Randolph, with a background in marketing, and Hastings, a software engineer, were inspired by the potential of the internet to revolutionize traditional business models. Hastings had just months before co-founding Netflix sold his first company, Pure Atria, and was immediately eager to start a new venture. The idea for Netflix reportedly appeared from Hastings' frustration with a hefty late fee for a rented movie, which highlighted the limitations and customer pain points of the existing rental system.

The company's name itself, a blend of "net" from the internet and "flix," a shorthand for flicks, signified its future direction. They envisioned a service where customers could rent DVDs online and have them delivered by mail, bypassing the need for physical stores and late fees. This model was leveraging the growing accessibility of the internet and the U.S. Postal Service's reliable delivery system to offer a new level of convenience to customers. Netflix's initial business model revolved around a pay-per-rental service, but it soon pivoted to a subscription-based model, allowing customers unlimited rentals for a flat monthly fee, a groundbreaking concept at the time.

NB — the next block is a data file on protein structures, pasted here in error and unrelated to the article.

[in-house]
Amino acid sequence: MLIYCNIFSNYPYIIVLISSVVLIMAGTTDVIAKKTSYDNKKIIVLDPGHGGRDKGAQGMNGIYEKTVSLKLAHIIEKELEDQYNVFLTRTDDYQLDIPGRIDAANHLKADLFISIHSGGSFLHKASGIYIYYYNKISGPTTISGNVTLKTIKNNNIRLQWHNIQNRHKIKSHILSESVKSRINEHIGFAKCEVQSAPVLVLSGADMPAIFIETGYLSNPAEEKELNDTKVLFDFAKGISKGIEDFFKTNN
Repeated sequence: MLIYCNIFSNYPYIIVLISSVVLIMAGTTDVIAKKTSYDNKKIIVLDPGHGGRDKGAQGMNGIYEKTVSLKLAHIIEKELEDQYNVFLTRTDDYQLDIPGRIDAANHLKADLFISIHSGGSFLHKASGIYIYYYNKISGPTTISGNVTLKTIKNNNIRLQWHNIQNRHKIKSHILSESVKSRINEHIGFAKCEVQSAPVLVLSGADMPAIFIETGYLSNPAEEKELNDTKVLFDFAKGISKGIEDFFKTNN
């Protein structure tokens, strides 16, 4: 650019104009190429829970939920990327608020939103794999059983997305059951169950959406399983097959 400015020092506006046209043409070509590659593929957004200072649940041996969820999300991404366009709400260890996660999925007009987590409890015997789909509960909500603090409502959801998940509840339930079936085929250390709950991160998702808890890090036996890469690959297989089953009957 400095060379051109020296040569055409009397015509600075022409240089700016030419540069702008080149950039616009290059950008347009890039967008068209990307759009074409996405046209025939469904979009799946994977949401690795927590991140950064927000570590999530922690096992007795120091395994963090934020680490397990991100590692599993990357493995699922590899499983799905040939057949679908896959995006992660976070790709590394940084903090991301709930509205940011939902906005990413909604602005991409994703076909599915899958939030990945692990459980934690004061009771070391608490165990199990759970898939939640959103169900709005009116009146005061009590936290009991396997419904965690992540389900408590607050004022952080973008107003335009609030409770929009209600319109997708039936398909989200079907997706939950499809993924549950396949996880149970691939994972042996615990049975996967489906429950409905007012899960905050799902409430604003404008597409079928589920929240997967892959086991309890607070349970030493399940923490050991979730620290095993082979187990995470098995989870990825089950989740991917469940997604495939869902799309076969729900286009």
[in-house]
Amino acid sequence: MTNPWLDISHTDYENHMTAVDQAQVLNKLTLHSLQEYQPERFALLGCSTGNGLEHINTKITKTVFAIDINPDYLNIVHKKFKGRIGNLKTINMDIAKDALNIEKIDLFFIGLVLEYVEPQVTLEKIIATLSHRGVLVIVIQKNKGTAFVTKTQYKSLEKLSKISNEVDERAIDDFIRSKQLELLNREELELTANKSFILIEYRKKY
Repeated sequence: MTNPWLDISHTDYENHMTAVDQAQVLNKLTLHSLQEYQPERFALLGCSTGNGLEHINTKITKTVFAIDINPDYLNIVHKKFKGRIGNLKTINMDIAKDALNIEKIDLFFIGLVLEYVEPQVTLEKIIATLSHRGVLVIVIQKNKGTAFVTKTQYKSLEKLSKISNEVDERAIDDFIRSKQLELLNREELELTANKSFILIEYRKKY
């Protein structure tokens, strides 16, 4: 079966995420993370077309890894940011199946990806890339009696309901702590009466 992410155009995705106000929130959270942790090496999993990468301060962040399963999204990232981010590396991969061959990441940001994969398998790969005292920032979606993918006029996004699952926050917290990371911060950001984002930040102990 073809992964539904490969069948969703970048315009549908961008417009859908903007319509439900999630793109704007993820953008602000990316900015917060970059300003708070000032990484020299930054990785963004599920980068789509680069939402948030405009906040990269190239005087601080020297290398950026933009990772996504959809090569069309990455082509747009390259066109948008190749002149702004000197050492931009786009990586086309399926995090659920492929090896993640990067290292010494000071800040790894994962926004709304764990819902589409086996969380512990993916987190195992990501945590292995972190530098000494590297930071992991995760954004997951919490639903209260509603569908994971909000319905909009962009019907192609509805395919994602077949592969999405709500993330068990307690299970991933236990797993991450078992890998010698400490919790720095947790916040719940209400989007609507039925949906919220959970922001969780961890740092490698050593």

Fast-forward to arguably the most crucial pivot in the history of Netflix: the transition from DVD rentals to video streaming. In 2007, Netflix introduced its streaming service and thereby became one of the early adopters in this space. Netflix's investment in personalized recommendation algorithms set it apart from competitors from the start, creating a unique value proposition by helping users find content they love, thereby increasing user engagement and satisfaction.

Despite its early success in streaming, roughly one-third of Netflix's revenue was still generated by its legacy DVD-by-mail business in 2012. On September 29, 2023, Netflix announced the dispatch of its last iconic red envelope, officially closing down the DVD rental service. Today, Netflix is synonymous with streaming, boasting over 260 million paying subscribers worldwide. The company's streaming sales grew to $33.6 billion in FY 2023, having grown its revenue at 23% CAGR over the last decade.